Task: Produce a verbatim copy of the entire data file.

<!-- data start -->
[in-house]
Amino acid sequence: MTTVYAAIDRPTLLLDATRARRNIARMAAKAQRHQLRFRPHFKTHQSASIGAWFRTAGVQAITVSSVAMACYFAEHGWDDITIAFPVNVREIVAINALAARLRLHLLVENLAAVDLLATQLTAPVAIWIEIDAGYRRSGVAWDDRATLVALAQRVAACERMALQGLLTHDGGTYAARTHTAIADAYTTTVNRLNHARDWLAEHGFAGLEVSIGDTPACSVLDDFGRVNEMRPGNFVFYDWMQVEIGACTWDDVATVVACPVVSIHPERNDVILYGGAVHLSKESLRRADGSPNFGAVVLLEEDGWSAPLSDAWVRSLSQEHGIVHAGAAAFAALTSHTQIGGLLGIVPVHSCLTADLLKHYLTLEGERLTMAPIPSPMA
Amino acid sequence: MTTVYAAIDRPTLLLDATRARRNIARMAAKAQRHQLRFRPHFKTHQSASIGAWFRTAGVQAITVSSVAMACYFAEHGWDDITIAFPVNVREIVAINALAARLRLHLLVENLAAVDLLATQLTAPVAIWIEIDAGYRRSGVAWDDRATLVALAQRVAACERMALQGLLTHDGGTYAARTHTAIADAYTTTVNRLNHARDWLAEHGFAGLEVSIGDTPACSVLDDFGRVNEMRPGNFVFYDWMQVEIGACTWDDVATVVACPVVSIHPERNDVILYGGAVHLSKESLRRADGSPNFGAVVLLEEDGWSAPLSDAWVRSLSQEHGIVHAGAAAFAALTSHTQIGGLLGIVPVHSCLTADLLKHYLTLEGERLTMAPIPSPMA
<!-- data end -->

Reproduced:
[in-house]
Amino acid sequence: MTTVYAAIDRPTLLLDATRARRNIARMAAKAQRHQLRFRPHFKTHQSASIGAWFRTAGVQAITVSSVAMACYFAEHGWDDITIAFPVNVREIVAINALAARLRLHLLVENLAAVDLLATQLTAPVAIWIEIDAGYRRSGVAWDDRATLVALAQRVAACERMALQGLLTHDGGTYAARTHTAIADAYTTTVNRLNHARDWLAEHGFAGLEVSIGDTPACSVLDDFGRVNEMRPGNFVFYDWMQVEIGACTWDDVATVVACPVVSIHPERNDVILYGGAVHLSKESLRRADGSPNFGAVVLLEEDGWSAPLSDAWVRSLSQEHGIVHAGAAAFAALTSHTQIGGLLGIVPVHSCLTADLLKHYLTLEGERLTMAPIPSPMA
Amino acid sequence: MTTVYAAIDRPTLLLDATRARRNIARMAAKAQRHQLRFRPHFKTHQSASIGAWFRTAGVQAITVSSVAMACYFAEHGWDDITIAFPVNVREIVAINALAARLRLHLLVENLAAVDLLATQLTAPVAIWIEIDAGYRRSGVAWDDRATLVALAQRVAACERMALQGLLTHDGGTYAARTHTAIADAYTTTVNRLNHARDWLAEHGFAGLEVSIGDTPACSVLDDFGRVNEMRPGNFVFYDWMQVEIGACTWDDVATVVACPVVSIHPERNDVILYGGAVHLSKESLRRADGSPNFGAVVLLEEDGWSAPLSDAWVRSLSQEHGIVHAGAAAFAALTSHTQIGGLLGIVPVHSCLTADLLKHYLTLEGERLTMAPIPSPMA